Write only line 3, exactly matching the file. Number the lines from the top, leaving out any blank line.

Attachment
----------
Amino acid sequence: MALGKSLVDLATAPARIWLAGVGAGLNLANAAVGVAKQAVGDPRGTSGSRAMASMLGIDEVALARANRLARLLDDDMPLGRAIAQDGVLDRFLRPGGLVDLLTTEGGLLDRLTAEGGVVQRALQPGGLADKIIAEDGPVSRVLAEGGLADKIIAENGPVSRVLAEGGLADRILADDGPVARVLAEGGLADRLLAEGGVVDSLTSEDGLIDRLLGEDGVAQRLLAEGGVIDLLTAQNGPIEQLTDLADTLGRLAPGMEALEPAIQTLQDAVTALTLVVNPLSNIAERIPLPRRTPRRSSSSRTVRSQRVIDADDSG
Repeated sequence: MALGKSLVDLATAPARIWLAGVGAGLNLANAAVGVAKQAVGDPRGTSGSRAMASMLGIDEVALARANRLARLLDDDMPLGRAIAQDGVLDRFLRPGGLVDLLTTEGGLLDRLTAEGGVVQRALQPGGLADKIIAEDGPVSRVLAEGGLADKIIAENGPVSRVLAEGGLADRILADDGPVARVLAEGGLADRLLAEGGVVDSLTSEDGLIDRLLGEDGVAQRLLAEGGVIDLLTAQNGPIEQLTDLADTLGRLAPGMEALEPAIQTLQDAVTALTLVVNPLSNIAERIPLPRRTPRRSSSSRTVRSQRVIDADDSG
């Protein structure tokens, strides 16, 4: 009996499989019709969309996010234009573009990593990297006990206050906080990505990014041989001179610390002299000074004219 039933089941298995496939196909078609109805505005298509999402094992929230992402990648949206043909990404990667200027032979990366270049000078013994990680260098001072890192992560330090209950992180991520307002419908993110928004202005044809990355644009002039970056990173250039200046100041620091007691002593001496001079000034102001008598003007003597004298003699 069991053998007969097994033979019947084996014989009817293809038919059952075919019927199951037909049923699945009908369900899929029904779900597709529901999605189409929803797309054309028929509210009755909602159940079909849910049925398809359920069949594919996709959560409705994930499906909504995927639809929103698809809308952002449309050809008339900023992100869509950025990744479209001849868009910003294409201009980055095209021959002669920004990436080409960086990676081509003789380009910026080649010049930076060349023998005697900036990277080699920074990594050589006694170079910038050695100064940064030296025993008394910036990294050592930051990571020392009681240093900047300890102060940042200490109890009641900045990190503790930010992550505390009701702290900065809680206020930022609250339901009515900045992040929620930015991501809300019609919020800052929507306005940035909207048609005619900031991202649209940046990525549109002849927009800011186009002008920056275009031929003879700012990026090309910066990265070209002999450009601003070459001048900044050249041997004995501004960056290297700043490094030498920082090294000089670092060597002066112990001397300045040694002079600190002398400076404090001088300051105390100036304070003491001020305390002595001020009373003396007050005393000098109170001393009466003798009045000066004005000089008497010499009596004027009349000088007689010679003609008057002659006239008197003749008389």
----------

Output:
């Protein structure tokens, strides 16, 4: 009996499989019709969309996010234009573009990593990297006990206050906080990505990014041989001179610390002299000074004219 039933089941298995496939196909078609109805505005298509999402094992929230992402990648949206043909990404990667200027032979990366270049000078013994990680260098001072890192992560330090209950992180991520307002419908993110928004202005044809990355644009002039970056990173250039200046100041620091007691002593001496001079000034102001008598003007003597004298003699 069991053998007969097994033979019947084996014989009817293809038919059952075919019927199951037909049923699945009908369900899929029904779900597709529901999605189409929803797309054309028929509210009755909602159940079909849910049925398809359920069949594919996709959560409705994930499906909504995927639809929103698809809308952002449309050809008339900023992100869509950025990744479209001849868009910003294409201009980055095209021959002669920004990436080409960086990676081509003789380009910026080649010049930076060349023998005697900036990277080699920074990594050589006694170079910038050695100064940064030296025993008394910036990294050592930051990571020392009681240093900047300890102060940042200490109890009641900045990190503790930010992550505390009701702290900065809680206020930022609250339901009515900045992040929620930015991501809300019609919020800052929507306005940035909207048609005619900031991202649209940046990525549109002849927009800011186009002008920056275009031929003879700012990026090309910066990265070209002999450009601003070459001048900044050249041997004995501004960056290297700043490094030498920082090294000089670092060597002066112990001397300045040694002079600190002398400076404090001088300051105390100036304070003491001020305390002595001020009373003396007050005393000098109170001393009466003798009045000066004005000089008497010499009596004027009349000088007689010679003609008057002659006239008197003749008389």